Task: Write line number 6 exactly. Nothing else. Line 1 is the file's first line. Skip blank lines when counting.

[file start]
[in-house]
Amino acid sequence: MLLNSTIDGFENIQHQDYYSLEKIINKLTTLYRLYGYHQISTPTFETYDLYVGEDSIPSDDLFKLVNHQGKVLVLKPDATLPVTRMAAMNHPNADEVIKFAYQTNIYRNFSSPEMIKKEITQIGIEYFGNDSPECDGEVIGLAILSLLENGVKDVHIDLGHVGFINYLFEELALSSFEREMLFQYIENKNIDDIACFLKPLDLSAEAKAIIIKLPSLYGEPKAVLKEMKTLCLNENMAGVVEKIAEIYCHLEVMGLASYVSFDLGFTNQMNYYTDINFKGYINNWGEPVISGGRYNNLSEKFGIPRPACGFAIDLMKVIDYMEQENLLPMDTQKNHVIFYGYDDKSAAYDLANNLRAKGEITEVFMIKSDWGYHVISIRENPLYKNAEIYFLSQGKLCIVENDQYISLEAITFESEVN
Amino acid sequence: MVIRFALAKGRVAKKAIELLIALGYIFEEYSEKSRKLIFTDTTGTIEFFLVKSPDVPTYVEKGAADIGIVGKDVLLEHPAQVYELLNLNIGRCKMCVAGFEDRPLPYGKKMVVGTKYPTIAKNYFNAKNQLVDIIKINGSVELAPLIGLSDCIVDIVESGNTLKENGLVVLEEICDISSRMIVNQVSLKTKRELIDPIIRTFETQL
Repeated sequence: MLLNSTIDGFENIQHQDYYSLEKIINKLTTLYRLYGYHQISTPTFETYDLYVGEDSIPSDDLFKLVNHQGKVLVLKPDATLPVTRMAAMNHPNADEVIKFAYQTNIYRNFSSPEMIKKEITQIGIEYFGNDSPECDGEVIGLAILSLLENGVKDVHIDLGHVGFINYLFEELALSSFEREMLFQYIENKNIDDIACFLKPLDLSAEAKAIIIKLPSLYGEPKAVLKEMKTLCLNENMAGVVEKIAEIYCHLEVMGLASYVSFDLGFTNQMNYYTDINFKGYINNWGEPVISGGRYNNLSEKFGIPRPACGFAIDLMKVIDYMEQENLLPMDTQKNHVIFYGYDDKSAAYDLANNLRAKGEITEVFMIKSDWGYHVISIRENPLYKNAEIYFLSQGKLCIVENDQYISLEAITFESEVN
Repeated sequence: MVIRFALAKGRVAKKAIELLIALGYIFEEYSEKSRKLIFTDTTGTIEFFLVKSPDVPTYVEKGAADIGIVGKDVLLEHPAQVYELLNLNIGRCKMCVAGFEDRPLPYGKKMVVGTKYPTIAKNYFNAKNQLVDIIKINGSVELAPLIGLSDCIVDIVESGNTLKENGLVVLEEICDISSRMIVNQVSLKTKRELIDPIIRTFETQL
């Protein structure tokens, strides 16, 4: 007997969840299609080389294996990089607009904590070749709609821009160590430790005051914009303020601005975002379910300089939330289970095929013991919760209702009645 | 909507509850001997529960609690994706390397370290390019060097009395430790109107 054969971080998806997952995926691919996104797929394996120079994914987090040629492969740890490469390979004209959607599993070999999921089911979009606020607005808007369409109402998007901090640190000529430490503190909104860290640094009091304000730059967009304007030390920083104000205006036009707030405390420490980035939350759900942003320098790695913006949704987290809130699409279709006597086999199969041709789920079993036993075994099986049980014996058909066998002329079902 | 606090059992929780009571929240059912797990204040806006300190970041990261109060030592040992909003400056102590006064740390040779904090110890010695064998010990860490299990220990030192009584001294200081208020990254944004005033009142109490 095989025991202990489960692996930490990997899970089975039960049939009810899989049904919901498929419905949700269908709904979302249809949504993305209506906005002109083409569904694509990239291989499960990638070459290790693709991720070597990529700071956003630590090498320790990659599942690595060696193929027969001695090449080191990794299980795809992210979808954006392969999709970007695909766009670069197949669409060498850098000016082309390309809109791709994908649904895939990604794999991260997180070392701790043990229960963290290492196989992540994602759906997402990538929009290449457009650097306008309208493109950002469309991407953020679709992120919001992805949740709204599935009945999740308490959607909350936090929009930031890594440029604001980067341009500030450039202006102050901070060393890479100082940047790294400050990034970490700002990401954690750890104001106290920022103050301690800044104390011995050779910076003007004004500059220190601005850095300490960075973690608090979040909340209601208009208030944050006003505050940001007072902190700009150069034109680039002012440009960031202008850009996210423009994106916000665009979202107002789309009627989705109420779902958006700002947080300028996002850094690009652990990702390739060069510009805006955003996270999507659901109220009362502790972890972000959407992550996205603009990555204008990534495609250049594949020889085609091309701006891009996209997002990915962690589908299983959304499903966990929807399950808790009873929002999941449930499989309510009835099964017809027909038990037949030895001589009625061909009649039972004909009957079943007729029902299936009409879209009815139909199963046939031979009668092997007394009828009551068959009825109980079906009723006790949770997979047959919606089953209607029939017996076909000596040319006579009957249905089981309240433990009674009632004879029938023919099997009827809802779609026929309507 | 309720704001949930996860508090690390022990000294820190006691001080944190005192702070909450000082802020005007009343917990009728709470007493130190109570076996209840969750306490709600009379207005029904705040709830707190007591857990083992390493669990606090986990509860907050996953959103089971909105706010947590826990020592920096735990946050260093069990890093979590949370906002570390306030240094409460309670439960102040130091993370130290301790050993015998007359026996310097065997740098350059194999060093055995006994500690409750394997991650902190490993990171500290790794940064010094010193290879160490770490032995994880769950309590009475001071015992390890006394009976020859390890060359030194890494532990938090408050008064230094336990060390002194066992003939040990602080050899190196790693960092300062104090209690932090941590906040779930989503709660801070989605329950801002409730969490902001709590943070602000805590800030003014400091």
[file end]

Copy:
């Protein structure tokens, strides 16, 4: 007997969840299609080389294996990089607009904590070749709609821009160590430790005051914009303020601005975002379910300089939330289970095929013991919760209702009645 | 909507509850001997529960609690994706390397370290390019060097009395430790109107 054969971080998806997952995926691919996104797929394996120079994914987090040629492969740890490469390979004209959607599993070999999921089911979009606020607005808007369409109402998007901090640190000529430490503190909104860290640094009091304000730059967009304007030390920083104000205006036009707030405390420490980035939350759900942003320098790695913006949704987290809130699409279709006597086999199969041709789920079993036993075994099986049980014996058909066998002329079902 | 606090059992929780009571929240059912797990204040806006300190970041990261109060030592040992909003400056102590006064740390040779904090110890010695064998010990860490299990220990030192009584001294200081208020990254944004005033009142109490 095989025991202990489960692996930490990997899970089975039960049939009810899989049904919901498929419905949700269908709904979302249809949504993305209506906005002109083409569904694509990239291989499960990638070459290790693709991720070597990529700071956003630590090498320790990659599942690595060696193929027969001695090449080191990794299980795809992210979808954006392969999709970007695909766009670069197949669409060498850098000016082309390309809109791709994908649904895939990604794999991260997180070392701790043990229960963290290492196989992540994602759906997402990538929009290449457009650097306008309208493109950002469309991407953020679709992120919001992805949740709204599935009945999740308490959607909350936090929009930031890594440029604001980067341009500030450039202006102050901070060393890479100082940047790294400050990034970490700002990401954690750890104001106290920022103050301690800044104390011995050779910076003007004004500059220190601005850095300490960075973690608090979040909340209601208009208030944050006003505050940001007072902190700009150069034109680039002012440009960031202008850009996210423009994106916000665009979202107002789309009627989705109420779902958006700002947080300028996002850094690009652990990702390739060069510009805006955003996270999507659901109220009362502790972890972000959407992550996205603009990555204008990534495609250049594949020889085609091309701006891009996209997002990915962690589908299983959304499903966990929807399950808790009873929002999941449930499989309510009835099964017809027909038990037949030895001589009625061909009649039972004909009957079943007729029902299936009409879209009815139909199963046939031979009668092997007394009828009551068959009825109980079906009723006790949770997979047959919606089953209607029939017996076909000596040319006579009957249905089981309240433990009674009632004879029938023919099997009827809802779609026929309507 | 309720704001949930996860508090690390022990000294820190006691001080944190005192702070909450000082802020005007009343917990009728709470007493130190109570076996209840969750306490709600009379207005029904705040709830707190007591857990083992390493669990606090986990509860907050996953959103089971909105706010947590826990020592920096735990946050260093069990890093979590949370906002570390306030240094409460309670439960102040130091993370130290301790050993015998007359026996310097065997740098350059194999060093055995006994500690409750394997991650902190490993990171500290790794940064010094010193290879160490770490032995994880769950309590009475001071015992390890006394009976020859390890060359030194890494532990938090408050008064230094336990060390002194066992003939040990602080050899190196790693960092300062104090209690932090941590906040779930989503709660801070989605329950801002409730969490902001709590943070602000805590800030003014400091």